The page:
We decided to start the business to make the shopping experience better for people, focusing on higher-end clientele. A lot of our customers build really expensive bikes, but we’ve since diversified to a broader range of consumers.

At CCache we always try and do something different. You can go into a bike shop, and they will most likely offer similar products from shop to shop. But we bring in a much wider variety of products to Australian consumers. We try to be brand agnostic, because a product that’s great for one cyclist or runner might not be suitable for another. We don’t try and steer them towards one brand in particular, we try and advise them of the pros and cons of each, so they can decide for themselves.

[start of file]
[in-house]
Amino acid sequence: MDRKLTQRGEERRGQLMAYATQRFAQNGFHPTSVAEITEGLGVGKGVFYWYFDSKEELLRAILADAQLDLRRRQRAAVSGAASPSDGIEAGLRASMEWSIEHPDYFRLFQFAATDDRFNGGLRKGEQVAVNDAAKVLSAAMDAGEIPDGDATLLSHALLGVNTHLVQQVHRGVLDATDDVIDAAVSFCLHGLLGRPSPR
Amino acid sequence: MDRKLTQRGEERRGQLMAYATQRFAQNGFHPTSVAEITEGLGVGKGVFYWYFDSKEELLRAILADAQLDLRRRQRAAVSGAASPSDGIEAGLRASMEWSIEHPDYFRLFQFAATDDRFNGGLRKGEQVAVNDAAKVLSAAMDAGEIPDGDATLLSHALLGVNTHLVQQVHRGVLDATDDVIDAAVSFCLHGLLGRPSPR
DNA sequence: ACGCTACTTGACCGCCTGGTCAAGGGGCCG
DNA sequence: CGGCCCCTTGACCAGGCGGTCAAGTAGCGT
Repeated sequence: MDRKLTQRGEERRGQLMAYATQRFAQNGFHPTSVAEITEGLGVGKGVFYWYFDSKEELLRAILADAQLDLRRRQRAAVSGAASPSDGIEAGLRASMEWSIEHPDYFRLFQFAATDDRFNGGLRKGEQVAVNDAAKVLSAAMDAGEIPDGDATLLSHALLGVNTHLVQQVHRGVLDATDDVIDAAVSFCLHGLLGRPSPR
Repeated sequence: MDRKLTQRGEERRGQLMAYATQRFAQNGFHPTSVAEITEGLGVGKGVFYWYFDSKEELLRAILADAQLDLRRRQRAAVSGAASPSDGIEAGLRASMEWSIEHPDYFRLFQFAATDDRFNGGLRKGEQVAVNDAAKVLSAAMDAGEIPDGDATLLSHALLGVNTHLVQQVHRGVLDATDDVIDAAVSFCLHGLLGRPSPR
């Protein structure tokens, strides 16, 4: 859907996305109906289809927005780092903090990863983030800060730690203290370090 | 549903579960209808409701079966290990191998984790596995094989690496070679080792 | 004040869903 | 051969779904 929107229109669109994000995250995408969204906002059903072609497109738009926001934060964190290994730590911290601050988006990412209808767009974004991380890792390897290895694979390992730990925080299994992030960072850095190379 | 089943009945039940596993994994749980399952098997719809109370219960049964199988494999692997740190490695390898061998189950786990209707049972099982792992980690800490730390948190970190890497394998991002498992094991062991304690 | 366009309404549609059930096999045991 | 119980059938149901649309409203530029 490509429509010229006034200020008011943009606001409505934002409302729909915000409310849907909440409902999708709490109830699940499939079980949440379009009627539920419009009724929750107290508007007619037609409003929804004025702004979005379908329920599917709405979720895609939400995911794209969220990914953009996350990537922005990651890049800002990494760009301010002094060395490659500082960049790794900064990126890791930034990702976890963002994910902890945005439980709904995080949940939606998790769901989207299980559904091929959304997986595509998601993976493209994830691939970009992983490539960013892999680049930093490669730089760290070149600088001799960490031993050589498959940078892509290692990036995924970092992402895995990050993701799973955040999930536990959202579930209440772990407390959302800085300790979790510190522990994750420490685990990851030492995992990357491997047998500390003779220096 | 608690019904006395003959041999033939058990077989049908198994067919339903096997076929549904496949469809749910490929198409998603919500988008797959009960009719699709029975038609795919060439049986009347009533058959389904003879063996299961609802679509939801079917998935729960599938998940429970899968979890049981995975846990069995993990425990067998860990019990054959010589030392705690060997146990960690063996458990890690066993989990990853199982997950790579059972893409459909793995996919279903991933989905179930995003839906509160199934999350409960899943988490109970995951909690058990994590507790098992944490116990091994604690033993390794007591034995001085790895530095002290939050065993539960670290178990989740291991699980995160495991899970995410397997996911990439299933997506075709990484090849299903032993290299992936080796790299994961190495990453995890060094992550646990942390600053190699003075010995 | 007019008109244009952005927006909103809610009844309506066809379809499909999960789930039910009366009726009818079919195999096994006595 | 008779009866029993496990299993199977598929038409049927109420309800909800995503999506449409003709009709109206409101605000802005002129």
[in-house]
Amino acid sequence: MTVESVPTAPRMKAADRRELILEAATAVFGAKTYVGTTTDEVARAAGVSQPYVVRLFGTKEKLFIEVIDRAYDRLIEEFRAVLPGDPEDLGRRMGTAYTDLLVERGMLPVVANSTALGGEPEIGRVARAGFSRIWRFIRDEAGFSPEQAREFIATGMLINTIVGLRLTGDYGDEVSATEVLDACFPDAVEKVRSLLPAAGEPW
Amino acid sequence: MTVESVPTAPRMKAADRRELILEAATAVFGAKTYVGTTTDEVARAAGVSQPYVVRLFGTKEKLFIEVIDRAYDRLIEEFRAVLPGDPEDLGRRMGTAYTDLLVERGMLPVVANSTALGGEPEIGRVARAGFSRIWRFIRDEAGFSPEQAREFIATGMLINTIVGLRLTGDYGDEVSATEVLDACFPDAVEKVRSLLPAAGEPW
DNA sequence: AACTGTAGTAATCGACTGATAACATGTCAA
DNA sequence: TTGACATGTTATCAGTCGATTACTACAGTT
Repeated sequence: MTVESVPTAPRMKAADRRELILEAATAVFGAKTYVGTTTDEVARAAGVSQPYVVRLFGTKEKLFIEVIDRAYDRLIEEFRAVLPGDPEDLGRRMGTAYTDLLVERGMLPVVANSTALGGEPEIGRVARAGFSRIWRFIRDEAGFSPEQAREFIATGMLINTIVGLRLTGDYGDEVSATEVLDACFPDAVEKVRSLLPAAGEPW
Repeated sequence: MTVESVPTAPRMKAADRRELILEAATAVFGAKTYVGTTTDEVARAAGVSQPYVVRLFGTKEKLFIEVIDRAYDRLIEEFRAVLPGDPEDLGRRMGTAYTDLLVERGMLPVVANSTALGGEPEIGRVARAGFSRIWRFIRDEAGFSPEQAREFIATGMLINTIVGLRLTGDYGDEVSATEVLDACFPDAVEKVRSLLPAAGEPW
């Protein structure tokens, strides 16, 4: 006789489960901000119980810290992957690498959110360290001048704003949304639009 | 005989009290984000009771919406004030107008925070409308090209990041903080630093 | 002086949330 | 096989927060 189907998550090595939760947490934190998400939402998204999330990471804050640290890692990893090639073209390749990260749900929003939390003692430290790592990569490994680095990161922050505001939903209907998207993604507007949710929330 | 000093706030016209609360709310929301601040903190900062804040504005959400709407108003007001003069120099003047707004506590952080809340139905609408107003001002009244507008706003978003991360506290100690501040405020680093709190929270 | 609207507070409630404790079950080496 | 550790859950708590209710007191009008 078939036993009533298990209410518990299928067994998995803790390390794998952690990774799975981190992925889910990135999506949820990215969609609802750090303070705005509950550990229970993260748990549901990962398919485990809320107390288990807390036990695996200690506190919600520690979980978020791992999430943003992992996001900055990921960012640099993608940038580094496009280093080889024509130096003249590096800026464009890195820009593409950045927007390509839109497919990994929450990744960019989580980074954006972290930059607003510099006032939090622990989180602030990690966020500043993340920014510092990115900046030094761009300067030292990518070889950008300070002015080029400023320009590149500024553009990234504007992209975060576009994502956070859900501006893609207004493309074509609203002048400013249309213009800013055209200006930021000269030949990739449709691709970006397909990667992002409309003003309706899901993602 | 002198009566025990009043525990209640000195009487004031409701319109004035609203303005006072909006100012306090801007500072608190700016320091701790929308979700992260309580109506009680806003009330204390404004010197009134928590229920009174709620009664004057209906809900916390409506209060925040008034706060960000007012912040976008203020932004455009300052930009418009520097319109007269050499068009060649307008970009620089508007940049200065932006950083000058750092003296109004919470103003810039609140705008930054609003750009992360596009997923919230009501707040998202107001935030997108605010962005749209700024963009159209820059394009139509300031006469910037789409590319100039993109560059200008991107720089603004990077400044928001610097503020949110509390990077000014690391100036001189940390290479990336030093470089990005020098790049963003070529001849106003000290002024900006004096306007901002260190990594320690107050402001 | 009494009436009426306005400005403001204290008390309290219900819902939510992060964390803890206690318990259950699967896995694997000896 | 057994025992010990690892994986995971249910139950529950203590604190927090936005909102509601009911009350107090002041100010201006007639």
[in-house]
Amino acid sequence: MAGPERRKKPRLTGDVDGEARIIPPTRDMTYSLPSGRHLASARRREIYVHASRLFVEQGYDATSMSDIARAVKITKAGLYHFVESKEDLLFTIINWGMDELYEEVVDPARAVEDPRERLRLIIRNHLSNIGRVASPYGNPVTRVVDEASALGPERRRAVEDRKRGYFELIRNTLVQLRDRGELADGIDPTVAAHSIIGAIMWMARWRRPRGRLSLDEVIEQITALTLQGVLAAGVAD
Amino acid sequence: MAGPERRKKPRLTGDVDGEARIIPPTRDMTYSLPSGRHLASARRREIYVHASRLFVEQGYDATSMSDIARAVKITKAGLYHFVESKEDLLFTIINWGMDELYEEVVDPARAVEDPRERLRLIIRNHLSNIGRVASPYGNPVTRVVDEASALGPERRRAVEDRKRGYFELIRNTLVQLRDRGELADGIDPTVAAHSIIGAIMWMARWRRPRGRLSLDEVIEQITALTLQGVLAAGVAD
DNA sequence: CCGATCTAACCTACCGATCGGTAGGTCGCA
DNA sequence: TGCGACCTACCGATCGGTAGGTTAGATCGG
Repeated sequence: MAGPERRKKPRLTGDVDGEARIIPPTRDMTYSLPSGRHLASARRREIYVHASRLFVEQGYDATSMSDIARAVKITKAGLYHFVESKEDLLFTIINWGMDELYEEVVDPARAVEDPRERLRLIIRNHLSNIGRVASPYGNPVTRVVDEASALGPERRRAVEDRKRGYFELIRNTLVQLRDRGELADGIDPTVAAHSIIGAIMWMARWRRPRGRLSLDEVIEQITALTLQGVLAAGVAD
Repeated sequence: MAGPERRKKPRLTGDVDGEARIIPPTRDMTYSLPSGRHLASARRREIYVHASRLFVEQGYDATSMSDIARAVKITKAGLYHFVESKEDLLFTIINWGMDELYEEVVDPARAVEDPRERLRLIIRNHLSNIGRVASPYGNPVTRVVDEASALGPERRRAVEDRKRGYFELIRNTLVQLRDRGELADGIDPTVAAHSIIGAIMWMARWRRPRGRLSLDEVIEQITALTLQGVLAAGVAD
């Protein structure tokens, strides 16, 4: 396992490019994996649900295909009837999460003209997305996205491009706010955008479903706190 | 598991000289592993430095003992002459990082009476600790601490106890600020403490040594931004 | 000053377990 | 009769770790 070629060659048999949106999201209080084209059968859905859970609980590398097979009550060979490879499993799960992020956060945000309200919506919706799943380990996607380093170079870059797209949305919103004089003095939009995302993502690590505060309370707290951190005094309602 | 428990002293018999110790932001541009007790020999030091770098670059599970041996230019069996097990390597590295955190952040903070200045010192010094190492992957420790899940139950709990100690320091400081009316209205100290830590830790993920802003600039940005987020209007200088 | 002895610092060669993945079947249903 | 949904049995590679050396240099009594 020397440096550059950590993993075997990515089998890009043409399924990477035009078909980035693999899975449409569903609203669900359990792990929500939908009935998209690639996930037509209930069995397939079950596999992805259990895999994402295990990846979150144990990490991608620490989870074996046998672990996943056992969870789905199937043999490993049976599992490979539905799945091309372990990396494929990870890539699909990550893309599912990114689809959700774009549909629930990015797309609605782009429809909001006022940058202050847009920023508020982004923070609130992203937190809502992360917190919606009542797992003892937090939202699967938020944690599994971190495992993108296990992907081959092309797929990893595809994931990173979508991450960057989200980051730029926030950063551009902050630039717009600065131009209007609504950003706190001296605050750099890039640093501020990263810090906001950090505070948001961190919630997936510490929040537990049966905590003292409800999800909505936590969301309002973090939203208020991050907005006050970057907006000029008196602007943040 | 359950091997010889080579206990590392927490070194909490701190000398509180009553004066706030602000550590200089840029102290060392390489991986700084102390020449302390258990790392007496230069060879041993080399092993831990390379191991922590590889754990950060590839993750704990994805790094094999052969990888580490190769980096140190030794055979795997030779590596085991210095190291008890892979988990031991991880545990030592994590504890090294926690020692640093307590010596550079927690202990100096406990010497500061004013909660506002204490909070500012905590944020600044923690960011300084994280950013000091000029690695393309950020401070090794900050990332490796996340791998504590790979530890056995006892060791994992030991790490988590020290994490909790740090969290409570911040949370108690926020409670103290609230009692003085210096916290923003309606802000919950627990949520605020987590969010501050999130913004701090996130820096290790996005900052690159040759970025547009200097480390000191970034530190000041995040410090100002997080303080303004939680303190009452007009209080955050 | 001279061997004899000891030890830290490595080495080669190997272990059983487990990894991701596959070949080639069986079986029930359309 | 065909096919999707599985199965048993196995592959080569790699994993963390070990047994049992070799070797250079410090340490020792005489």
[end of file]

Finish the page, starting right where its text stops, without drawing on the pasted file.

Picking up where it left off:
How do you go about sourcing the brands and components that you sell for your business?

It really just stems from the organic process of what we think is cool, and whether we’d use it ourselves. Often, we bring in products we love and end up buying it ourselves. We’re actually some of the highest spenders at CCache!

I think that’s important though, because it means we’re bringing in stock that is really nice and we’re intrigued by. But we also place an emphasis on products that aren’t represented in Australia, and Sydney in particular.

CCache brands

How do other people usually find out about your business? Are you involved much in the cycling community in Sydney?

It’s a good question, because even though we’ve been involved in the sport for a very long time, we still think of ourselves as outsiders. We love the sport, but we’re not known figures in the sport.